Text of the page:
What is your problem?

Do you have a tried and true process to solve problems and obtain answers to questions? Not a bad idea, really. A simple formula that you have saved on the hard drive between your ears will help you solve most of life’s problems and steer you toward good solutions. Your friends and associates will think you have excellent judgment and your sweetheart will respect you if you stick to your formula.

Mine is not original or exotic, but simple and easy to remember. Of course you may use it. I don’t own the copyright and if I did, same answer as before: use it.

First, I try to wrap my arms around the problem or question. I want to identify it and get a feel for it. My eyes focus and my hearing sharpens as I strive to learn the scope and importance of the issue. I want definition and degree, density and radius, not necessarily a quick fix. If it could be resolved quickly, I forget about the formula and just deal with it.

Once I have an idea of what the wording of the question is, then I start gathering facts. Some say it helps to create a “T” account. You know the one with the good on one side and the bad on the other. Or the yes side and the no side? Or the loves me and the loves me not side? Some issues feel so far from being resolved that a T account helps me work on it today and a little more tomorrow. Maybe over a weeks time I will come up with enough facts to have my answer without having to run tests,  schedule role-playing or drink extra coffee.

Back to the facts: they are often the stuff that matters and the information you will want to retain, as opposed to the less meaningful stuff like what your neighbors will think about you, or what your kids will tell their friends. It is helpful to differentiate between fact and feeling at this time. Nothing wrong with feelings; they have their place in this process. But first we are gathering facts and sorting them.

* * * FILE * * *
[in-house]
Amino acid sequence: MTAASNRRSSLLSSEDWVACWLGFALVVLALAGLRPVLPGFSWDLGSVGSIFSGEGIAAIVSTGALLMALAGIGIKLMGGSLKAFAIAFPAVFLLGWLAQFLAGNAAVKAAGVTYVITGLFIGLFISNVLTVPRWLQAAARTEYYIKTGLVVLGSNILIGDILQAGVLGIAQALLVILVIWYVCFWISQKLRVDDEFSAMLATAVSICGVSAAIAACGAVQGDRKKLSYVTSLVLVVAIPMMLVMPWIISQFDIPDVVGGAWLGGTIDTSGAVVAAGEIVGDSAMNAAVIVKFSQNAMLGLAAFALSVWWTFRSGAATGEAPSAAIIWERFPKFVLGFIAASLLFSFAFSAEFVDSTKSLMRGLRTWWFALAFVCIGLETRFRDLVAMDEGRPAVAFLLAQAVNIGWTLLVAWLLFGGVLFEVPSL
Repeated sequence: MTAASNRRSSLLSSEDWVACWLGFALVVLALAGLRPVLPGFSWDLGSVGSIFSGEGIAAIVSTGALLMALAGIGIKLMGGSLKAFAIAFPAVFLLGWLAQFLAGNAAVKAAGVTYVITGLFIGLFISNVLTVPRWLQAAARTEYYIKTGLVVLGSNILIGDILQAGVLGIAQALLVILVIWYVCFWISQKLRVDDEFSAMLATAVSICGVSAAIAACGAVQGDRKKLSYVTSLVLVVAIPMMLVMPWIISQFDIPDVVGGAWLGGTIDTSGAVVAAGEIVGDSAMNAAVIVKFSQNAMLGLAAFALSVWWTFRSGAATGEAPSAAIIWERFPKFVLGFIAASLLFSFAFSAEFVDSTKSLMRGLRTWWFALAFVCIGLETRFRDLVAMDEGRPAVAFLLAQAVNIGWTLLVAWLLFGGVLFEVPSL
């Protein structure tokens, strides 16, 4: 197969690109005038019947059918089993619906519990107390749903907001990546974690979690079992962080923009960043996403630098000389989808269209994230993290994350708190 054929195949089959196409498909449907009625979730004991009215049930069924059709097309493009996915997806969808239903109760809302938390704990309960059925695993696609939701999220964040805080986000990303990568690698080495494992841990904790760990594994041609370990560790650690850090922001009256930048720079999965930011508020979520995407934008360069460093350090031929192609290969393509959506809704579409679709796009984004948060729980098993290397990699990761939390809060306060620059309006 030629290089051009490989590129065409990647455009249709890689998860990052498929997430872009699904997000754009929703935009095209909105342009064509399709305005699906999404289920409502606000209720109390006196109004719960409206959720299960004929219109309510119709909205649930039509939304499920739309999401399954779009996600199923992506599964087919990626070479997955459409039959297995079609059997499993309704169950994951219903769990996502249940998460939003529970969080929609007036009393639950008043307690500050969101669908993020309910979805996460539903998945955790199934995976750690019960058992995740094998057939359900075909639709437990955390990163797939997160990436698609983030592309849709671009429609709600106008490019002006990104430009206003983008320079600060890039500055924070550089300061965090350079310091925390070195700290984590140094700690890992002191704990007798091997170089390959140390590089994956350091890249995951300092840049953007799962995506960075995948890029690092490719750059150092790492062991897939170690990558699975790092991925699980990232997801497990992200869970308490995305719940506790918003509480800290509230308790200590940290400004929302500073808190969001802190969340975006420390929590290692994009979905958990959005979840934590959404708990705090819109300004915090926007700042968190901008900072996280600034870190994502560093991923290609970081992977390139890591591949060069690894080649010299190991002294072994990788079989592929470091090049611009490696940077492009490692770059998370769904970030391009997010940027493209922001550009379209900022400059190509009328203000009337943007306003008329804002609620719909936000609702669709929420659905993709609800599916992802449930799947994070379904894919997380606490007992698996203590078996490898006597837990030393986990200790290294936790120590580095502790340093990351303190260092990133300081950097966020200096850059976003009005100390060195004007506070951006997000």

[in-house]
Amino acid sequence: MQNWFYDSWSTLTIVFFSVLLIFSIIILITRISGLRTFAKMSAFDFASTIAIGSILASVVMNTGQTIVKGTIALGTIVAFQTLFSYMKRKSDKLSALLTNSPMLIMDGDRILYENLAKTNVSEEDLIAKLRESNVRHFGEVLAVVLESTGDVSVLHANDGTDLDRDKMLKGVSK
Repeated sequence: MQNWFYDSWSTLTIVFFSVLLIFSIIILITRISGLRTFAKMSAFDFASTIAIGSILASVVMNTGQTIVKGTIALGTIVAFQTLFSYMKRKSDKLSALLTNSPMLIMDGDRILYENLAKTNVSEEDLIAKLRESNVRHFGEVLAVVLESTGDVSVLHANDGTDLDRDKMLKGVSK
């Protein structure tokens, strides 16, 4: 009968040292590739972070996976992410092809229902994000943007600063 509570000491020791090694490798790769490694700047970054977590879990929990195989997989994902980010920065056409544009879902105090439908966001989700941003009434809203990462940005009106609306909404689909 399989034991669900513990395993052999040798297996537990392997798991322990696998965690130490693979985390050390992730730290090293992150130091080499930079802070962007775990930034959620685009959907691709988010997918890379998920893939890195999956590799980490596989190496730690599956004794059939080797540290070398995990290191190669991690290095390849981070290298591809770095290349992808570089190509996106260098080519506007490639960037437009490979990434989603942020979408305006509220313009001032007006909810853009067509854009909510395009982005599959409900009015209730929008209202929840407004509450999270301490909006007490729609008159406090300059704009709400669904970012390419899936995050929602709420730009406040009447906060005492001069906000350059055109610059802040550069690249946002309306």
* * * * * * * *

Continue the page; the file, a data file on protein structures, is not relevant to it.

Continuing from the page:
Next comes the tricky part. Try to sum up the lists of good and bad and compare the totals. If you have 9 yes items and 5 no items, then maybe the right answer is yes… Maybe I say.

Because after the pencil sharpening, it may not matter what the two sides look like. That’s because you have to like the answer. You have to feel good about it. I can say the yes votes outweigh the no votes for me to go on holiday to Russia, but there are intangibles. Don’t forget the costs involved or the inherent risks. A carbon footprint test may push you one way, but the chance of lifetime to climb Mt. Whitney might tip you over and up you go.

Do you have any problems? I guess I have a few, but I hope I have my arms around them. That at least makes them manageable; of a human dimension. Nobody should lose sleep deciding whether to have chicken or fish. But what about human flesh? Now that’s another question.


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